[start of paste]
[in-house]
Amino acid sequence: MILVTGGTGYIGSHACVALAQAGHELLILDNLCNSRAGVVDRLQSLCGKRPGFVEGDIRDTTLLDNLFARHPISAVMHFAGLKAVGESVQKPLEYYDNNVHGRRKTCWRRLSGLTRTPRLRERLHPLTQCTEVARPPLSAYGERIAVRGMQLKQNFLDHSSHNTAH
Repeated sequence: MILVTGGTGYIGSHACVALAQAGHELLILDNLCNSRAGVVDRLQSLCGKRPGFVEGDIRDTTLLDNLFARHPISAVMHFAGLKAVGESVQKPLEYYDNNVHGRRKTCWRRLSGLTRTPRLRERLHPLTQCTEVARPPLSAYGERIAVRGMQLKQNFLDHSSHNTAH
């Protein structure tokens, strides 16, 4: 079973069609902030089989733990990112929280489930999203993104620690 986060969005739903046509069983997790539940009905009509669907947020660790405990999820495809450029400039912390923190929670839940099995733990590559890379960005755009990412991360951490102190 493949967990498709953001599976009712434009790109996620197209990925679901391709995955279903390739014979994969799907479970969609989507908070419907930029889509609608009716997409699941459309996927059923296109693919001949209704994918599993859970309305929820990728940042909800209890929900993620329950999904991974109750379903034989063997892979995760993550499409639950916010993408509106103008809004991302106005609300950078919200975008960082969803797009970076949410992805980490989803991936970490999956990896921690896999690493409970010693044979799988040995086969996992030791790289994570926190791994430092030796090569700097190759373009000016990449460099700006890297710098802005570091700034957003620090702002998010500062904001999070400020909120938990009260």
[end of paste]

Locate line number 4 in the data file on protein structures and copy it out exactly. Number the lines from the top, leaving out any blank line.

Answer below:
């Protein structure tokens, strides 16, 4: 079973069609902030089989733990990112929280489930999203993104620690 986060969005739903046509069983997790539940009905009509669907947020660790405990999820495809450029400039912390923190929670839940099995733990590559890379960005755009990412991360951490102190 493949967990498709953001599976009712434009790109996620197209990925679901391709995955279903390739014979994969799907479970969609989507908070419907930029889509609608009716997409699941459309996927059923296109693919001949209704994918599993859970309305929820990728940042909800209890929900993620329950999904991974109750379903034989063997892979995760993550499409639950916010993408509106103008809004991302106005609300950078919200975008960082969803797009970076949410992805980490989803991936970490999956990896921690896999690493409970010693044979799988040995086969996992030791790289994570926190791994430092030796090569700097190759373009000016990449460099700006890297710098802005570091700034957003620090702002998010500062904001999070400020909120938990009260």